I'd trade the last of my pocket change for a few gallons of diesel. But today I've literally got two cents to my name, cheerfully jingling in my pocket. What the hell can you buy for a penny anyway? A whole lot of nothing, that's what. Disgusted, I throw them in the street. Maybe some kid will find them and it'll brighten his day.
This two gallons of diesel will need to last a while. If I'm careful, I can wrest 39 mpg from the 335d. To do that I will need to time stoplights, accelerate smoothly and stay off boost. Driving this way isn't very exciting but it is better than walking, especially in wet SoCal weather.
The 335d is working with me. It knows all my cash is spoken for so it's going to make each drop of fuel count. I love this car for being so understanding. It knows it's capable of much greater things but now is not the time for play. Now is time to buckle down and simply get the job done. We've got two gallons of diesel, man; let's make every drop count.
We've railed on the virtues of diesel for years now. The BMW's 335d could be the poster child of new diesel technology. Here is a car that asks you to give up nothing and yet returns butt-kicking performance, efficiency and comfort. This is an oil-burner capable of charming even the staunchest petrolhead
While the staff is smitten with the 335d, a few have had difficulty locating a diesel-serving station. Some have had to drive a whole half-mile to find fuel even. That's pretty much the extent of the gripe log. The rest of it is punctuated with terms like "monster torque"; "god-like twist"; and "hugely quick." Hard to believe such words would describe a diesel.
We've been especially happy with the sport seats, part of the Sport Package ($2,150). They provide great lateral support with adjustable side wings and "wrap around" the driver. A few of our plus-size friends have mentioned getting prodded by the seat side wings. Larger people might want to avoid these seats as they provide only so much lateral spread.
The 335d illuminates its door grabs for fumble-free night departures. This became especially handy when our parking garage lost power. You can't appreciate true darkness until you're three stories underground. Moreover, the keyless ignition means no more frantic pocket diving for lost keys. Simply touch the door and the car unlocks and is ready to go with an illuminated starter button and interior. Perhaps the only problem with keyless activation is the possibility of leaving the car running. And with a car as quiet as the 335d, that's easier than you'd think.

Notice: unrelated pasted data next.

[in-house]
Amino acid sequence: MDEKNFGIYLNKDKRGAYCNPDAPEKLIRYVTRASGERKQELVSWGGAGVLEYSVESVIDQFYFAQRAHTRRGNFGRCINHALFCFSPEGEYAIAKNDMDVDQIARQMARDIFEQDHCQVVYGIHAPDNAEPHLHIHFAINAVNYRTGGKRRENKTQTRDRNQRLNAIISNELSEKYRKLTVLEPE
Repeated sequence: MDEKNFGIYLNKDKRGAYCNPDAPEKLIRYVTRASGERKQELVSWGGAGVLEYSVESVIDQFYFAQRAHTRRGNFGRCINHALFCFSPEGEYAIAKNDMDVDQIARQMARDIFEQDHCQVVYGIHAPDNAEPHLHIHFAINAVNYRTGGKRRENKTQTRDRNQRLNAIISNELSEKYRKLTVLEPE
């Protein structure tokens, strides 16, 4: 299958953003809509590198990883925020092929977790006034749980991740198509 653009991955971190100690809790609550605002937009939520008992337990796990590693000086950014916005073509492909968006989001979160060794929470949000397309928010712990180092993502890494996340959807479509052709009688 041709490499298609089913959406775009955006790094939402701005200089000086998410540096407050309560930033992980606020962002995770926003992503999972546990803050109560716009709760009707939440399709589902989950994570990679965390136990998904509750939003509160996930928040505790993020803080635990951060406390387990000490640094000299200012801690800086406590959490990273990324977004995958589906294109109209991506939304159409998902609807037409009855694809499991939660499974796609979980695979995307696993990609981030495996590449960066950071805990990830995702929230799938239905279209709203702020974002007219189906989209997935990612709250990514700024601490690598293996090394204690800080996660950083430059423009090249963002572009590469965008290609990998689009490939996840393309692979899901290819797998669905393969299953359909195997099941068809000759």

The iDrive-activated navigation system ($2,100) is a breeze to operate. I even taught my Luddite father-in-law how to use it. I find this interesting, as the first generation of BMW iDrive scared him off the 7 Series. He wound up getting a Mercedes S-Class; why, I still know not. Its COMAND system is more byzantine than BMW's. I suppose it doesn't matter, because he prefers his Dodge work truck anyway.
We've had a few warning messages from the 335d. Both the tire pressure and oil level sensors told us to check levels. Turns out they were correct. We used to simply ignore such things as they were mostly false alarms. Not anymore.
During a recent 500-mile trip, I tapped out in the passenger seat and let the wife drive. In full recline, I nodded off while tunes from the satellite radio drifted over the stereo.
At speed, the twin-turbodiesel engine produces faint, low-frequency vibrations, a kind of trance-inducing white noise. I slept like a baby. I woke to a flashlight in the face and the unmistakable phrase "license and registration please." Lisa was getting a ticket. I pretended to be asleep while the officer did his thing. She was doing 93 mph in a 70-mph zone. A few bats of the eyelashes and her big, white smile reduced it to 79 in a 70 zone. As the cop pulled away, Lisa unleashed a string of profanity that's still resonating through Paso Robles. Apparently, it was the BMW's fault. It's too fast and too quiet and breaches the speed limit way too easy.
"This damn car wants to go 120 mph all the time," she fumed. "It's not my fault... it's the car."
Not exactly a glowing review, but we've heard worse.